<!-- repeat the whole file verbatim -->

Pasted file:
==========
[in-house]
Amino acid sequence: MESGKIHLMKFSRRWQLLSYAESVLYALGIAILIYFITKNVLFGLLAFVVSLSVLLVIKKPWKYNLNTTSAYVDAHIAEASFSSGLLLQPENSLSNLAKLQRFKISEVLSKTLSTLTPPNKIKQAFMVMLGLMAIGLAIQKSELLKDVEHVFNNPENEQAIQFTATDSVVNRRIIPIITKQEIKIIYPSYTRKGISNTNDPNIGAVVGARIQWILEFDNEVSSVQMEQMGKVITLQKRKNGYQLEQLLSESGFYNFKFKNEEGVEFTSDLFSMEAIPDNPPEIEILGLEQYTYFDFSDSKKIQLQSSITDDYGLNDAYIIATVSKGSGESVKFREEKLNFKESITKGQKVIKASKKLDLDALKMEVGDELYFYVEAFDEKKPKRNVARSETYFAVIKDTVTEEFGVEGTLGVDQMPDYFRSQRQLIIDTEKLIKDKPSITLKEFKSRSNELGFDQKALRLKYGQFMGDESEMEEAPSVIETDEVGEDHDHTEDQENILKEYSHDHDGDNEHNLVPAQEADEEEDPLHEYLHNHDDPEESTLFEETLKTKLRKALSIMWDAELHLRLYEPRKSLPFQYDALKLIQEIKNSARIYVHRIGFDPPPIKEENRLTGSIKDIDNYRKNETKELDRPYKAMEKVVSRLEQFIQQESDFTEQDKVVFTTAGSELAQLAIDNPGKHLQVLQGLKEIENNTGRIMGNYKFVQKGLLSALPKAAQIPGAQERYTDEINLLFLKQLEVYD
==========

[in-house]
Amino acid sequence: MESGKIHLMKFSRRWQLLSYAESVLYALGIAILIYFITKNVLFGLLAFVVSLSVLLVIKKPWKYNLNTTSAYVDAHIAEASFSSGLLLQPENSLSNLAKLQRFKISEVLSKTLSTLTPPNKIKQAFMVMLGLMAIGLAIQKSELLKDVEHVFNNPENEQAIQFTATDSVVNRRIIPIITKQEIKIIYPSYTRKGISNTNDPNIGAVVGARIQWILEFDNEVSSVQMEQMGKVITLQKRKNGYQLEQLLSESGFYNFKFKNEEGVEFTSDLFSMEAIPDNPPEIEILGLEQYTYFDFSDSKKIQLQSSITDDYGLNDAYIIATVSKGSGESVKFREEKLNFKESITKGQKVIKASKKLDLDALKMEVGDELYFYVEAFDEKKPKRNVARSETYFAVIKDTVTEEFGVEGTLGVDQMPDYFRSQRQLIIDTEKLIKDKPSITLKEFKSRSNELGFDQKALRLKYGQFMGDESEMEEAPSVIETDEVGEDHDHTEDQENILKEYSHDHDGDNEHNLVPAQEADEEEDPLHEYLHNHDDPEESTLFEETLKTKLRKALSIMWDAELHLRLYEPRKSLPFQYDALKLIQEIKNSARIYVHRIGFDPPPIKEENRLTGSIKDIDNYRKNETKELDRPYKAMEKVVSRLEQFIQQESDFTEQDKVVFTTAGSELAQLAIDNPGKHLQVLQGLKEIENNTGRIMGNYKFVQKGLLSALPKAAQIPGAQERYTDEINLLFLKQLEVYD